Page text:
So before you start a post, how might you figure out if it will be understandable for background? That's where my categories come in.

  • General: Those with some background in programming, math, and physics should be able to follow.
  • Prerequisites: I will spell out classes in the beginning that one should have taken in order to understand the physics of the post. For example, in order to understand calculating the orbitals of a hydrogen-like atom, I will assume you analytically solved it in a Quantum Mechanics course. Even if you haven't taken the classes, feel free to still try.
  • Graduate: Advanced Courses are recommended in order to get the most out of the material. That being said, I try to avoid assuming knowledge of vocabulary or notation. I want to bridge the gap between written descriptions of algorithms and full fledged research implementations here.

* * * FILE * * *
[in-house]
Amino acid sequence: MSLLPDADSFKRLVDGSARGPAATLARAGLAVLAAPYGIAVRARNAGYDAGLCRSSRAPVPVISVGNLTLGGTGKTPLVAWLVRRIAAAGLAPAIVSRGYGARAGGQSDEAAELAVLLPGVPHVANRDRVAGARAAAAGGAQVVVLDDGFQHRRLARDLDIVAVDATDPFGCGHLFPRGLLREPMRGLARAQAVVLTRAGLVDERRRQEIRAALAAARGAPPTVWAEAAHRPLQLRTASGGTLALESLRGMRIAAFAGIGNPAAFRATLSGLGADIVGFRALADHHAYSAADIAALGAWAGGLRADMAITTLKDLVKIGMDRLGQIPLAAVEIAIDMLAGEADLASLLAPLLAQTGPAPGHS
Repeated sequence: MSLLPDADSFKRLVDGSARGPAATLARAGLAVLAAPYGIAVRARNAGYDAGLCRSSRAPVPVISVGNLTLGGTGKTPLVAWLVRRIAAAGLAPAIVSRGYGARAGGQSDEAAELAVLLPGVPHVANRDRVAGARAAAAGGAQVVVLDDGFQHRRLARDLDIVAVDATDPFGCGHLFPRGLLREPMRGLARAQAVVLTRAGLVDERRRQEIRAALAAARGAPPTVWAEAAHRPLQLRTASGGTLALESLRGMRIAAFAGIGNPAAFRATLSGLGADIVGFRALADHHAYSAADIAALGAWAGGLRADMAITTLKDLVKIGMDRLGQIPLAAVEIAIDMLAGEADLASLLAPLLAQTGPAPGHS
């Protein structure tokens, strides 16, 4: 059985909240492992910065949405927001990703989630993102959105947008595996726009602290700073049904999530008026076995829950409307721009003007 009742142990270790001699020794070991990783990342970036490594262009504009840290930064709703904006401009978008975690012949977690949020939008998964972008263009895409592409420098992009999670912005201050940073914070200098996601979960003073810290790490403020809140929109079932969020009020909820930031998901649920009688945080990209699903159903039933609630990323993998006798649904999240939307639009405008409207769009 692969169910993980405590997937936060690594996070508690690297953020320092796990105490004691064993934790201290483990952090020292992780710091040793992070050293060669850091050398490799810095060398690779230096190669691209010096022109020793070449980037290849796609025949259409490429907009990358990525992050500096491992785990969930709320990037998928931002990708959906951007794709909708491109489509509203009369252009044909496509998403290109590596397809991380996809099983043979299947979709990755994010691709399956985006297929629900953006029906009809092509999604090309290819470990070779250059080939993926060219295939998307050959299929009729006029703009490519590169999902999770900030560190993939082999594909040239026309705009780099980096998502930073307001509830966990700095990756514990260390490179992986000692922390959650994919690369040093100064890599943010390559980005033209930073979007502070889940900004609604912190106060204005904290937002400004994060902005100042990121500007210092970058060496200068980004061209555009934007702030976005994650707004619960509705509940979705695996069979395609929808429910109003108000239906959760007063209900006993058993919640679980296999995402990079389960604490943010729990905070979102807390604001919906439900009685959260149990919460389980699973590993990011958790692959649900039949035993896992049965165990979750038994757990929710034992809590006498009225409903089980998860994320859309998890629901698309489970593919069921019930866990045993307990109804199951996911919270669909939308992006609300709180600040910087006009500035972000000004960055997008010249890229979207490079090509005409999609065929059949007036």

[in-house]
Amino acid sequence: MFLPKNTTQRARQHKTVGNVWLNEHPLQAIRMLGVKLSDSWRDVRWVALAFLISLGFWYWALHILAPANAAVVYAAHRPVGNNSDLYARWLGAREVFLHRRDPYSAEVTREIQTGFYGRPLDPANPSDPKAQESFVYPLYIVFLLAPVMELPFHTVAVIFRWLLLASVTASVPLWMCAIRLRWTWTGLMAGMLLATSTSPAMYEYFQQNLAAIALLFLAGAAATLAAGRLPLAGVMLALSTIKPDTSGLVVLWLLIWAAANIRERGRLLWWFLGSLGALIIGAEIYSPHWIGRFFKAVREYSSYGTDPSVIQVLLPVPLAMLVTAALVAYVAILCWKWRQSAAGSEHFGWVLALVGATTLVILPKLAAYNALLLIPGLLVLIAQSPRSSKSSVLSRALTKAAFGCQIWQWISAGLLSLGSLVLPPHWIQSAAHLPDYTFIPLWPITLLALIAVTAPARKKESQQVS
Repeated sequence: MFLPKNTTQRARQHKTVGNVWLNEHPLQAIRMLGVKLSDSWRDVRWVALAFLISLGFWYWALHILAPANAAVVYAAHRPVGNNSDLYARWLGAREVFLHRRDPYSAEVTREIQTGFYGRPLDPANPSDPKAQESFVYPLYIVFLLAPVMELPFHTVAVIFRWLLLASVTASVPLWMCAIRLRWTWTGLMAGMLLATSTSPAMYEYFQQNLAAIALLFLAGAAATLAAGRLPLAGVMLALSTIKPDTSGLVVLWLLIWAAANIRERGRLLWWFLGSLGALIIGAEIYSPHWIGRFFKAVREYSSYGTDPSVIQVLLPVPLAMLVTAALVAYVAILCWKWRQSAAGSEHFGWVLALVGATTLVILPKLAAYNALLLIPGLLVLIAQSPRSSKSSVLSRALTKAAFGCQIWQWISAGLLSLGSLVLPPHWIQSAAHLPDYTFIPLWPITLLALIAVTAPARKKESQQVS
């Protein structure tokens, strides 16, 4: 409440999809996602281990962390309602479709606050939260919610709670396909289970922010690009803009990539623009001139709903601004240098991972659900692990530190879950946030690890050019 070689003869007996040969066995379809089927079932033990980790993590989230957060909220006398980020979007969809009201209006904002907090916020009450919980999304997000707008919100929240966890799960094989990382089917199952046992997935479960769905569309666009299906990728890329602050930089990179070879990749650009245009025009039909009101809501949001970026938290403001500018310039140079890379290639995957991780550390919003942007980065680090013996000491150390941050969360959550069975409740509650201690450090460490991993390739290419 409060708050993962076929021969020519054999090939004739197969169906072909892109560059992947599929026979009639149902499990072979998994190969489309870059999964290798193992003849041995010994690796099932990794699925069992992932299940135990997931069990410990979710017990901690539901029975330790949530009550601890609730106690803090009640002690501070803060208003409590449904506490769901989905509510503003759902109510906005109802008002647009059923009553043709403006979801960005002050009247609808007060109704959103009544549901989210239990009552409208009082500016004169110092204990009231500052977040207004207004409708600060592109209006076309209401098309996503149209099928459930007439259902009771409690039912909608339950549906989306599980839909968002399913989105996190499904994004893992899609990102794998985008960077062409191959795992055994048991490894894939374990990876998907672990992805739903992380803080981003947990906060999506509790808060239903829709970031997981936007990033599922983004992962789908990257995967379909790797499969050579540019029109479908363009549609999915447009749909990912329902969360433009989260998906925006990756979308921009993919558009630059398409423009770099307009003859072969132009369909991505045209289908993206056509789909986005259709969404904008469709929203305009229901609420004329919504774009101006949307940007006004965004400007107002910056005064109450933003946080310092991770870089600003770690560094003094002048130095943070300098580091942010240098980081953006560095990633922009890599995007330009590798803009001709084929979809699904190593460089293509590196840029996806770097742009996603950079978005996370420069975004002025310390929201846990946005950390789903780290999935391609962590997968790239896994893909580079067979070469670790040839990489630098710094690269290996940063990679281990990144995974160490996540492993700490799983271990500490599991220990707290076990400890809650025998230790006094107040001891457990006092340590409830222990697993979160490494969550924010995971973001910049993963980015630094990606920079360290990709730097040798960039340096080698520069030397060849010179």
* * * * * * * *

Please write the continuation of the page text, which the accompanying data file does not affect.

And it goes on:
• Numerics:Without a specific physics goal. Sometimes I may just want to talk about something programming or numerical method related.
  • Programming:Assorted Julialang topics not to do with numbers.
Title Level Tags
General Audience

Teaching with Code

Intro to Jupyter and Projectile Motion

Computationally Visualizing Crystals Pt. 2

Computationally Visualizing Crystals

Prerequisites Required

The Restricted 3-body Problem

Ground States, Imaginary Time Evolution

Time Evolution Split Operator Method

Phase Transitions

Monte Carlo Ferromagnet

Atomic Orbitals Pt. 2

Atomic Orbitals

Quantum Harmonic Oscillator


Root Finding in One Dimension

Runge-Kutta Methods

Monte Carlo Markov Chain

Monte Carlo Calculation of pi

Jacobi Transformation of a Symmetric Matrix



HDF5 in Julia

Julia with MKL on OSX


Winding Number and SSH Model

The Chern Number

1D Spin Chain Values and Vectors

Homology Part 1

1D Spin Chain Prerequisites